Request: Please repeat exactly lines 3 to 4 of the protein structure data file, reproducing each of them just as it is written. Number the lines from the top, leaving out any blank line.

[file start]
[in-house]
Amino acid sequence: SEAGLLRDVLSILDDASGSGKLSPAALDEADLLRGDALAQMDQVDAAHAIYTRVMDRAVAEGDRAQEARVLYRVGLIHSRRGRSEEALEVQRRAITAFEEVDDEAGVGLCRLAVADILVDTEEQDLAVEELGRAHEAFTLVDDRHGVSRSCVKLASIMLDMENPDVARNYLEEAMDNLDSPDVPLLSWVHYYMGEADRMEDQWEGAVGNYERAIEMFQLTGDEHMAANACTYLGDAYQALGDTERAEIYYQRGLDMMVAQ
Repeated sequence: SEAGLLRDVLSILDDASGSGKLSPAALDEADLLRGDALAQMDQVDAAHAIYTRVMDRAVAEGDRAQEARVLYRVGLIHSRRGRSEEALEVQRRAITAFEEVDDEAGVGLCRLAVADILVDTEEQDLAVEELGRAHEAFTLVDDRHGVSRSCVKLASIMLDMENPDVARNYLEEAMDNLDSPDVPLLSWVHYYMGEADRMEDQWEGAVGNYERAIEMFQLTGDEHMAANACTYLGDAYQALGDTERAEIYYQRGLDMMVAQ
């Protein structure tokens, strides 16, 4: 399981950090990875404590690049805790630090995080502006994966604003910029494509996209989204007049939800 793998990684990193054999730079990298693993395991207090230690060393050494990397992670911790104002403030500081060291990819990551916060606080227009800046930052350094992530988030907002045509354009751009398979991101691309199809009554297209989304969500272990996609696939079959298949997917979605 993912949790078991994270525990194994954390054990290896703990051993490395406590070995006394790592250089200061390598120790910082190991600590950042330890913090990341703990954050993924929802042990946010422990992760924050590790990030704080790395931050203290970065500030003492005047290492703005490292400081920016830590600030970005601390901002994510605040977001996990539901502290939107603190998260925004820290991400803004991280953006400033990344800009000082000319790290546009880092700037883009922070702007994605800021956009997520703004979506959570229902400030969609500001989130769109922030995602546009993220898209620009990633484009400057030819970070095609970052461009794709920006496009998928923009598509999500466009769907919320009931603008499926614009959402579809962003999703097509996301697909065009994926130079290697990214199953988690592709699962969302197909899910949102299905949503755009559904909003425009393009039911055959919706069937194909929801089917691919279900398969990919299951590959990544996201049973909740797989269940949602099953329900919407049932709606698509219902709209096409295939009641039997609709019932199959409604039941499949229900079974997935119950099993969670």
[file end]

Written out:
Repeated sequence: SEAGLLRDVLSILDDASGSGKLSPAALDEADLLRGDALAQMDQVDAAHAIYTRVMDRAVAEGDRAQEARVLYRVGLIHSRRGRSEEALEVQRRAITAFEEVDDEAGVGLCRLAVADILVDTEEQDLAVEELGRAHEAFTLVDDRHGVSRSCVKLASIMLDMENPDVARNYLEEAMDNLDSPDVPLLSWVHYYMGEADRMEDQWEGAVGNYERAIEMFQLTGDEHMAANACTYLGDAYQALGDTERAEIYYQRGLDMMVAQ
């Protein structure tokens, strides 16, 4: 399981950090990875404590690049805790630090995080502006994966604003910029494509996209989204007049939800 793998990684990193054999730079990298693993395991207090230690060393050494990397992670911790104002403030500081060291990819990551916060606080227009800046930052350094992530988030907002045509354009751009398979991101691309199809009554297209989304969500272990996609696939079959298949997917979605 993912949790078991994270525990194994954390054990290896703990051993490395406590070995006394790592250089200061390598120790910082190991600590950042330890913090990341703990954050993924929802042990946010422990992760924050590790990030704080790395931050203290970065500030003492005047290492703005490292400081920016830590600030970005601390901002994510605040977001996990539901502290939107603190998260925004820290991400803004991280953006400033990344800009000082000319790290546009880092700037883009922070702007994605800021956009997520703004979506959570229902400030969609500001989130769109922030995602546009993220898209620009990633484009400057030819970070095609970052461009794709920006496009998928923009598509999500466009769907919320009931603008499926614009959402579809962003999703097509996301697909065009994926130079290697990214199953988690592709699962969302197909899910949102299905949503755009559904909003425009393009039911055959919706069937194909929801089917691919279900398969990919299951590959990544996201049973909740797989269940949602099953329900919407049932709606698509219902709209096409295939009641039997609709019932199959409604039941499949229900079974997935119950099993969670």